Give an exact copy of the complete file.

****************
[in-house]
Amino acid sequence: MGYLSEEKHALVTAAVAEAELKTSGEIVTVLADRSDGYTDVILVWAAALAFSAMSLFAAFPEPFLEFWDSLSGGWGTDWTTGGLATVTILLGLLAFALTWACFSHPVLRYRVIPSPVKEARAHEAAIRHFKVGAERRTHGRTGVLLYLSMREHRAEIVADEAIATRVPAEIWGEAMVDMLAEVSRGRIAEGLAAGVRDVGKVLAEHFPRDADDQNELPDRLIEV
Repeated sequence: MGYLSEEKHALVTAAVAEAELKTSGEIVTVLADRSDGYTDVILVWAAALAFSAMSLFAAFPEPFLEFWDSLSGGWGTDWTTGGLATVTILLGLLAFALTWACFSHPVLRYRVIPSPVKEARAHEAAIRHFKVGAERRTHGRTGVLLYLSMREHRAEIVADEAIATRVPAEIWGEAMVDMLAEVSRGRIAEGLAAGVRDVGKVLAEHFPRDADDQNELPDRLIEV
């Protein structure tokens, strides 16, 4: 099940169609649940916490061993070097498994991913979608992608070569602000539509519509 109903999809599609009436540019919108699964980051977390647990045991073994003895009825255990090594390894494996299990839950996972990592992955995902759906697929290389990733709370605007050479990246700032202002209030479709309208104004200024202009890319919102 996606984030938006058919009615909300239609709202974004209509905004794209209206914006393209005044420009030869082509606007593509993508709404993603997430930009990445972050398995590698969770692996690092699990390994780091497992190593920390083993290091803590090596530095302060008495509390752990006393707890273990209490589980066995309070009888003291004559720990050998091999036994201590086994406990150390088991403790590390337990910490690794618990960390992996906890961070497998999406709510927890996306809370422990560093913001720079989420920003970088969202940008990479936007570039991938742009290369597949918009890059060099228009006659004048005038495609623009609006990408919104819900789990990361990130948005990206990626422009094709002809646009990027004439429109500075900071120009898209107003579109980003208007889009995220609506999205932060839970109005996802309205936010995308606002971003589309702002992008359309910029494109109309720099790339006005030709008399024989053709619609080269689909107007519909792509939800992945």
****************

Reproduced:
[in-house]
Amino acid sequence: MGYLSEEKHALVTAAVAEAELKTSGEIVTVLADRSDGYTDVILVWAAALAFSAMSLFAAFPEPFLEFWDSLSGGWGTDWTTGGLATVTILLGLLAFALTWACFSHPVLRYRVIPSPVKEARAHEAAIRHFKVGAERRTHGRTGVLLYLSMREHRAEIVADEAIATRVPAEIWGEAMVDMLAEVSRGRIAEGLAAGVRDVGKVLAEHFPRDADDQNELPDRLIEV
Repeated sequence: MGYLSEEKHALVTAAVAEAELKTSGEIVTVLADRSDGYTDVILVWAAALAFSAMSLFAAFPEPFLEFWDSLSGGWGTDWTTGGLATVTILLGLLAFALTWACFSHPVLRYRVIPSPVKEARAHEAAIRHFKVGAERRTHGRTGVLLYLSMREHRAEIVADEAIATRVPAEIWGEAMVDMLAEVSRGRIAEGLAAGVRDVGKVLAEHFPRDADDQNELPDRLIEV
């Protein structure tokens, strides 16, 4: 099940169609649940916490061993070097498994991913979608992608070569602000539509519509 109903999809599609009436540019919108699964980051977390647990045991073994003895009825255990090594390894494996299990839950996972990592992955995902759906697929290389990733709370605007050479990246700032202002209030479709309208104004200024202009890319919102 996606984030938006058919009615909300239609709202974004209509905004794209209206914006393209005044420009030869082509606007593509993508709404993603997430930009990445972050398995590698969770692996690092699990390994780091497992190593920390083993290091803590090596530095302060008495509390752990006393707890273990209490589980066995309070009888003291004559720990050998091999036994201590086994406990150390088991403790590390337990910490690794618990960390992996906890961070497998999406709510927890996306809370422990560093913001720079989420920003970088969202940008990479936007570039991938742009290369597949918009890059060099228009006659004048005038495609623009609006990408919104819900789990990361990130948005990206990626422009094709002809646009990027004439429109500075900071120009898209107003579109980003208007889009995220609506999205932060839970109005996802309205936010995308606002971003589309702002992008359309910029494109109309720099790339006005030709008399024989053709619609080269689909107007519909792509939800992945």